You would think that by now JetBlue would have learned its lesson from the February snowstorm of 2007. After all, how many airlines have the distinction of prompting a rulemaking barring them from holding passengers hostage for more than three hours or face fines up to $27,500 per passenger?
While a number of airlines kept passengers locked up for hours, one JetBlue flight to Aruba made the airline the poster child for airline indifference to intolerable cabin conditions, holding passengers on the tarmac at Hartford International Airport for more than 10 hours. Passengers have gotten used to a lot of discomfort courtesy of the airlines. But hours and hours of no working toilets with a full flight? There’s no excuse–for the airline, the FAA or the airport.
It is no wonder then that long after the snows of February 2007 had melted away, outrage persisted after JetBlue held passengers for 11 hours on the tarmac at JFK–long after the “food” (those blue chips and cookies hardly qualify as food) was gone and the toilets began overflowing. How else could we end up with potential penalties for leaving passengers on the ground too long that could easily trump the maximum penalty for a one-time safety violation by an airline?
While a bill languished for years in Congress, due in part to strong opposition from the airline industry, but also because bills do a lot of languishing in Congress these days, the Department of Transportation finally issued rules establishing a so-called Passenger Bill of Rights in 2009 and a new “beefed up” version, which took effect this past August.
The DOT rules, which were supposed to limit tarmac delays to three hours for domestic airlines and four hours for foreign ones, and which were supposed to require airlines to have adequate food, water and toilet facilities, were completely inadequate when put to the test during this past October’s snowstorm in the Northeast.
DOT Must Rein in the FAA, Airports
Why would the DOT’s rules–aimed entirely at the airlines–succeed in fixing a systemic problem that is only partly attributable to or controllable by the airlines? The DOT can fine the airlines into oblivion, but it will not fix the FAA’s role in creating the mess (really, is a little better planning by that agency in anticipation of a snowstorm too much to ask?) or the airports’ apparent inability to get stranded passengers out of a snowbound airplane before they spend hours and hours on the ground.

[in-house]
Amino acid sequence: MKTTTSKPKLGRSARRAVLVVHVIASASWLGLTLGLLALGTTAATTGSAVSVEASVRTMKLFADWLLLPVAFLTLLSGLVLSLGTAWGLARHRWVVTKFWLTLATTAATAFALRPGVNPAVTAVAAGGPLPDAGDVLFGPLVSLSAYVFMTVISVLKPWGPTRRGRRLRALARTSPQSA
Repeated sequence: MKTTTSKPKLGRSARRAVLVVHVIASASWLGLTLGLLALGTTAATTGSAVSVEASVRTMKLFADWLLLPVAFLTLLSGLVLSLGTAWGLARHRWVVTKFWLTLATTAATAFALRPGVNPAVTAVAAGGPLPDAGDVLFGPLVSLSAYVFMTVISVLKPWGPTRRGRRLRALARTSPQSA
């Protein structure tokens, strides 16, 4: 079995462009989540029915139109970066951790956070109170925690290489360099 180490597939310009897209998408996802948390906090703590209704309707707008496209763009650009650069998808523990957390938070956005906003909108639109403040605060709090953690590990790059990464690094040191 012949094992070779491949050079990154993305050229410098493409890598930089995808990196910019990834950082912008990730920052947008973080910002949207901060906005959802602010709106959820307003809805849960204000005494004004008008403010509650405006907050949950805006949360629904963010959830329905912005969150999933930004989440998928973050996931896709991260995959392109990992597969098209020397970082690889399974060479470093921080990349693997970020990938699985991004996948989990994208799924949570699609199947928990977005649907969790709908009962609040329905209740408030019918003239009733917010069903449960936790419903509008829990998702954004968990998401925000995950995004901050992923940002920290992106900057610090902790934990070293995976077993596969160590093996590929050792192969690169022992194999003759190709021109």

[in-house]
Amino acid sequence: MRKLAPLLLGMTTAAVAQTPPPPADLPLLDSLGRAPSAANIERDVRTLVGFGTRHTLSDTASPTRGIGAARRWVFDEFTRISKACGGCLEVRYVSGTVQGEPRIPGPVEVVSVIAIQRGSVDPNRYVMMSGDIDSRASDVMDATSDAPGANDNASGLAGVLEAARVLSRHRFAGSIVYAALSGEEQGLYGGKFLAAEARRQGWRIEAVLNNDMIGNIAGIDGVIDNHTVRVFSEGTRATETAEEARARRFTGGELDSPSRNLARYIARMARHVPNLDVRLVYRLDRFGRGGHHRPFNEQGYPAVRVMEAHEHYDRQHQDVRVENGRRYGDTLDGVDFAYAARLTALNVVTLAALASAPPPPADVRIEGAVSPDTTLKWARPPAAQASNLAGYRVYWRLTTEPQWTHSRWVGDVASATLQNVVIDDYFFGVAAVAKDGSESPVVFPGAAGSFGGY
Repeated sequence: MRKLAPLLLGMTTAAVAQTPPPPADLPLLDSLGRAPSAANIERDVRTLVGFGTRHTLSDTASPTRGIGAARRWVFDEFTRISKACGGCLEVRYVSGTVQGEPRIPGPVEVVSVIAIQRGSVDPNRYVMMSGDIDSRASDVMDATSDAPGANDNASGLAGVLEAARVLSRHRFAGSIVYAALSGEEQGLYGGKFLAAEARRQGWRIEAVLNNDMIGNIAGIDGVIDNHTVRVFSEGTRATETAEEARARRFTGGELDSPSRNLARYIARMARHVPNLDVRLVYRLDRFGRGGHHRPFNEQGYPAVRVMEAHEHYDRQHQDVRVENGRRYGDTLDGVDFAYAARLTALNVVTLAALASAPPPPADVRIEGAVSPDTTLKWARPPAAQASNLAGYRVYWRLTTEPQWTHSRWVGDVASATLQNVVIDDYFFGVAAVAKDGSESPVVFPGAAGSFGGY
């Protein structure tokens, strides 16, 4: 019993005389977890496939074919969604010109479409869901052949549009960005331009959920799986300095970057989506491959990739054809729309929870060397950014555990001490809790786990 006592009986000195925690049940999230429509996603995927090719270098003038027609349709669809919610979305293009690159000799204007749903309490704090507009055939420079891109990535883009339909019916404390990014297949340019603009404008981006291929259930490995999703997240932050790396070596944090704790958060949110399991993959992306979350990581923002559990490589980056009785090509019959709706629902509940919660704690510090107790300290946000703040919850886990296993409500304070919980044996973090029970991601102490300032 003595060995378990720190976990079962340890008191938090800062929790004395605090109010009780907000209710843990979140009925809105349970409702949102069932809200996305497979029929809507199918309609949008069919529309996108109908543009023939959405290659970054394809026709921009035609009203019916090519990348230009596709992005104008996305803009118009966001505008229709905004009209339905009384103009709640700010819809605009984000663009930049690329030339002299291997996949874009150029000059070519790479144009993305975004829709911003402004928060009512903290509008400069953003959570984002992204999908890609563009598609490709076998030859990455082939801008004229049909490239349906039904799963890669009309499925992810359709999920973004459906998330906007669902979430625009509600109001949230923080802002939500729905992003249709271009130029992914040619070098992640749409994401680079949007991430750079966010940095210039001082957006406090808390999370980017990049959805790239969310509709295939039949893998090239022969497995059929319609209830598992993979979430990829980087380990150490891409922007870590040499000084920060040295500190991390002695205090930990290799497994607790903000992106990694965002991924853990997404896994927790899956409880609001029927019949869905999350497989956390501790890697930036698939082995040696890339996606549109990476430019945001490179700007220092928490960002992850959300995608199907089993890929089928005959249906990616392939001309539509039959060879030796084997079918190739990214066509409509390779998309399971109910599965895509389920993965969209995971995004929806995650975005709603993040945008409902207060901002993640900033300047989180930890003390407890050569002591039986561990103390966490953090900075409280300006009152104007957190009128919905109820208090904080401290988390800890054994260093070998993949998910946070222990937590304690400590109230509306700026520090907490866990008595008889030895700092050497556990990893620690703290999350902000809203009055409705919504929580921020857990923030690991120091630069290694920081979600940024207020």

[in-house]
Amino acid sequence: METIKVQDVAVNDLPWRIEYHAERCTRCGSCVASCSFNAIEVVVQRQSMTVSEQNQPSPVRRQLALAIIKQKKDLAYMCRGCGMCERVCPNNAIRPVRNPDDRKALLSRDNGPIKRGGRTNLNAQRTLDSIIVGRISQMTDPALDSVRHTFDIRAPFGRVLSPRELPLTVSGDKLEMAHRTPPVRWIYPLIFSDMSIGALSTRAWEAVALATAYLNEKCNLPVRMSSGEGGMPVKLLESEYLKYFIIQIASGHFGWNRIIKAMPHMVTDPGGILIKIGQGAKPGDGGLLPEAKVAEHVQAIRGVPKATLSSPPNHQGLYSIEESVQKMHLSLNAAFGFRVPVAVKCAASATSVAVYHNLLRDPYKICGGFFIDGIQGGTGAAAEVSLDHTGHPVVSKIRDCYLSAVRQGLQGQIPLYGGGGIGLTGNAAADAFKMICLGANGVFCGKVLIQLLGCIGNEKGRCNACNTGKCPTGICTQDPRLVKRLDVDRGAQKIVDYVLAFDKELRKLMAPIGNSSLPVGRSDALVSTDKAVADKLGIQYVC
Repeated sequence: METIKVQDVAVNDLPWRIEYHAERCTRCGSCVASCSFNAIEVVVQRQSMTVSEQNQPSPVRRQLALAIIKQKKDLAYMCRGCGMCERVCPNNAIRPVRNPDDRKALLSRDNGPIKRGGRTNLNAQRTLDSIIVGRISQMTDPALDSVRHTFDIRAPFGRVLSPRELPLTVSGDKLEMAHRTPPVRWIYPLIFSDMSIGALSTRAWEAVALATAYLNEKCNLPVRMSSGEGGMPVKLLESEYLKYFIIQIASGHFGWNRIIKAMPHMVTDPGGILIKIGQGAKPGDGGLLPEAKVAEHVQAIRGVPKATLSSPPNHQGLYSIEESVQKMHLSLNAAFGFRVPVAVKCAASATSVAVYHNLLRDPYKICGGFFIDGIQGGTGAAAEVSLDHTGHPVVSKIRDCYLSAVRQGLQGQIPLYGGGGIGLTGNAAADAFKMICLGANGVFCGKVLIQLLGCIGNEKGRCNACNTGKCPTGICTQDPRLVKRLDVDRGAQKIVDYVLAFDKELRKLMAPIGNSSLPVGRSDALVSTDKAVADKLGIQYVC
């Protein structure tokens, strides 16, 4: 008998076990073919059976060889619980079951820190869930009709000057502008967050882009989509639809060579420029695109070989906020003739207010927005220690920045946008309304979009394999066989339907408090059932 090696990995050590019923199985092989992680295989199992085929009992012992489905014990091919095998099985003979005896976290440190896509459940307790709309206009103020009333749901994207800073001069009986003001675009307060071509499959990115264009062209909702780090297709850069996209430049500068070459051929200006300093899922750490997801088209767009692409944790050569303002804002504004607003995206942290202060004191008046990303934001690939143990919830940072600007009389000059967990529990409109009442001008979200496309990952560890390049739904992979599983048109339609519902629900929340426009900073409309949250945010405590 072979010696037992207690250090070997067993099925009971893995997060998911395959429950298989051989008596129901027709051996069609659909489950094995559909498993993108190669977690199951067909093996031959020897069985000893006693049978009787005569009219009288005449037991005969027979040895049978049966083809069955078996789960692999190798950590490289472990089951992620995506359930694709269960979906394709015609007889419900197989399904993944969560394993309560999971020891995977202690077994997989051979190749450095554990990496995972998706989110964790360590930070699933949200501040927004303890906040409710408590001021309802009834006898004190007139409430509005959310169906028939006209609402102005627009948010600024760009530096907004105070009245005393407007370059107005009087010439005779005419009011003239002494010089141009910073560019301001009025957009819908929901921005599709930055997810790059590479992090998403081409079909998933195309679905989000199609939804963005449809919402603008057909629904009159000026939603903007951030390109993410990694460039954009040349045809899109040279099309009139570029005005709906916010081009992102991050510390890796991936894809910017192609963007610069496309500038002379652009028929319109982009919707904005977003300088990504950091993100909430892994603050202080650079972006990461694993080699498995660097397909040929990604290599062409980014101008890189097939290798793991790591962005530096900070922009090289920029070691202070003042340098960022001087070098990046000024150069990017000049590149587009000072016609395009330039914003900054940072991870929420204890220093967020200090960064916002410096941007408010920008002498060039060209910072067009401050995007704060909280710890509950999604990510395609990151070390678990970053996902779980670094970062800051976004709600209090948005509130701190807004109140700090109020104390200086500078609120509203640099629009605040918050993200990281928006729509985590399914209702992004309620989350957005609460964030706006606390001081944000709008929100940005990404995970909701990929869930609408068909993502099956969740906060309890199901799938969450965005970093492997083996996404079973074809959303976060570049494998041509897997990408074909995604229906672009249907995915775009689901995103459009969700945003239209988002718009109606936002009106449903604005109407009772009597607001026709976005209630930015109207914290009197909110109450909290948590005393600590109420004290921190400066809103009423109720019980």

Fixing the FAA’s role in diverting aircraft to airports that are saturated beyond their limits would seem like the natural responsibility of the federal department that is nominally the parent of the FAA. Why don’t the DOT and FAA work together on–here is a novel approach in the era of Safety Management Systems–a systemic fix? But, alas, one of the DOT’s dirty little secrets is that it has absolutely no control over the FAA. Secretary Ray LaHood, like all his predecessors, has about as much chance of effecting change at the FAA as, say Congress, has of agreeing on just about anything.
So DOT rules focus, myopically, on the airlines alone. And just as the FAA’s role in creating these messes was left unscrutinized, no attempt was made to bring in the third prong of the system that bears the brunt of the fault: the airports. That’s a band-aid approach to a systemic problem if ever there was one! But that does not let the airports off the hook at all. Surely Hartford International Airport had time from 2007–when the issue first drew intense media scrutiny–to develop contingency plans on its own.
While Hartford may have dithered, some airports stepped into the breach and developed their own plans to prevent passengers from sitting for hours and hours without adequate food, water or bathroom facilities. I know Boston Logan did.
In the spirit of full disclosure, Logan is my hometown airport. Not only am I partial to the facility, but I also help out, pro bono, on their emergency drills. But all the credit here goes to Logan’s management team and employees who came up with the plans and procedures to deal with a weather emergency.
As I understand it, if ATC diverts airplanes to Logan, it notifies Massport’s operations supervisor, who logs and tracks the airplanes’ time on the ground. The ops supervisor also makes other appropriate notifications and contacts the pilots, as necessary. If the airlines–for whatever reason–are not able to arrange for the disembarking of their own passengers within three hours for domestic flights or four hours for foreign flights, Massport will assist the airlines by providing stairs and buses to transport the passengers to the terminal. I am confident that what happened at Hartford this past October would not happen in Boston.
The one heartening piece of news I read recently was that the FAA is finally going to study its own role in diverting aircraft, especially to saturated airports. That is good news! You cannot fix a problem if you don’t recognize you have a role in it. But, unfortunately, the FAA is good at studying, and studying, and studying problems. Ad infinitum sometimes. Dare I say, ad nauseam, too. But it is often somewhat less good at actually fixing those problems.
So, while hope springs eternal, I am not at all convinced that we will see any significant changes by the next major snowstorm, which could be just around the corner as I write. So my advice to travelers who value their time and comfort is, fly privately whenever you can this winter.
But if you must fly commercial, pack some extra protein bars, buy water at the airport after going through the security check…and, yes, you may also want to pack a few of those adult diapers. Have a nice trip!